When to Replace a Security System – FLCAJ August

The Lifespan of Technology

Do you remember your first cassette tape? What about an 8-track or a CD? Fast forward through every version of the aforementioned and their accompanying devices (i.e., Walkmans, portable CD players, etc.), and you will quickly get to the MP3 players and iPods. Now today, everything you want to listen to is online and can be accessed from your phone, computer, television, you name it. In just 65 words and four sentences, we covered a brief, very brief, history lesson for music devices.

Technology evolves and fast. It does not matter what type of device or piece of technology you are looking at. In every field, the latest and greatest is in the works, older devices need heightened security measures, and advancements in other fields can improve something else. It is happening right now with your phone, television, tablet, and, of course, your community’s security system.

Let’s start with camera systems since they are some of the most common security measures that communities have installed. Based on the title of this article and the question at hand, you are probably expecting me to say something to the effect of “replace your cameras every five to seven years.” If only it were that simple, but bear with me.

Just like music devices have their evolution, so do cameras. That said, we will equate analog cameras that you may be using to a Walkman or portable CD player. Time for an update. If you have IP (Internet Protocol) cameras, you have reached the stage of iPods and even some iPhones. Better yet, if your community is using Megapixel cameras, you likely have a functioning and useful system in place.

The difference between the community using analog cameras and the one using Megapixel cameras is not that one sticks to a strict timeframe and upgrades the equipment accordingly. Rather, the association probably pays attention to the cameras to make sure they are working and capturing what they are supposed to. If they notice something is off, they bring in an expert, or it is likely that they may already have a service provider there to inform them and provide recommendations.

Security service vendors that specialize in cameras may have numerous capabilities that can benefit a community and their entire system. For cameras, this includes checking their connectivity to the recording device, noticing if something is blocking a camera view (tree branches, holiday lights, etc.), regular health monitoring, and even remote troubleshooting. Part of their responsibility is to make sure the cameras are working, capturing what they are intended to capture, and keeping the community’s technology up-to-date when it is in the best interest of the association.

Additional technological advancements have taken passive video surveillance, a reactive system, to active video surveillance, a preventative system that provides real-time monitoring of certain areas. Yet, technology quickly changes, and active video surveillance systems have already evolved even though the idea of a proactive system may still seem relatively new.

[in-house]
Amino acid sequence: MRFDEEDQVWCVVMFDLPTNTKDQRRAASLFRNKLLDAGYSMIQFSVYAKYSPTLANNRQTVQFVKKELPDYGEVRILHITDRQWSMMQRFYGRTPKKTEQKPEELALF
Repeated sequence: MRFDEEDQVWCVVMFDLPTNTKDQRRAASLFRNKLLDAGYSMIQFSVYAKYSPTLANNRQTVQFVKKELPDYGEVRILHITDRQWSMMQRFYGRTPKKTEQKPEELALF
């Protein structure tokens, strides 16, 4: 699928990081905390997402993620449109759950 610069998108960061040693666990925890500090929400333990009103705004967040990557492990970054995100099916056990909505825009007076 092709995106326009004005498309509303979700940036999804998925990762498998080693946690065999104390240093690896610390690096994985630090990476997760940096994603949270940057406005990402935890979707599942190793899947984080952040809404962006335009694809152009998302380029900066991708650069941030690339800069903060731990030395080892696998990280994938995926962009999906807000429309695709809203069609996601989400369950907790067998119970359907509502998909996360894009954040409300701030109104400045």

Active surveillance systems have shifted from video motion detection, to video analytics, and now artificial intelligence. With each phase, the abilities of a system have increased greatly and enhanced how a provider serves the communities using their solutions. When systems improve in this way, a service provider that stays current with technology can advise communities that have a system that is not currently functioning at its highest potential.

Take a look at your access control system, as well. Instead of storing the information in a single place, community databases are now browser-based and can be updated remotely and managed by a vendor. This gives associations a unified system and peace of mind knowing that the information is not lost if one computer malfunctions.

The options for entry systems are also continuously increasing and progressing. Tele-entry systems no longer offer the security that they once did for gated communities. Instead, virtual guarding and hybrid solutions (on-site guards and virtual guards) are becoming increasingly popular for heightened security, verifying of visitors, and because of the various alternate methods that are offered.

So, instead of giving you a timeframe for each type of security technology, ask your property manager, fellow board members, neighbors, or yourself—is your security system delivering the results you expect and want? Who is monitoring your community’s cameras? Is your surveillance showing you pool damage the next day? If the office computer crashed, would you lose your database? Does everyone know the key pad entry code to get into the community?

A timeline is not the goal. It could be five years or 10 years, and that is dependent on many variables including climate, acts of God, and technology enhancements. Not to mention, sometimes technology and equipment fail. However, when a community partners with a security services company, that association should have support from a team of experts. Being in that position for a community includes staying on top of the latest trends, making sure equipment is doing what it is supposed to, and advising and assessing the services provided to customers. When the time comes, and it will, make sure your community has a reliable source to determine the options that will give you the results your association needs.

You can read the complete issue and original article here: FLCAJ – August

You can also download the article here.

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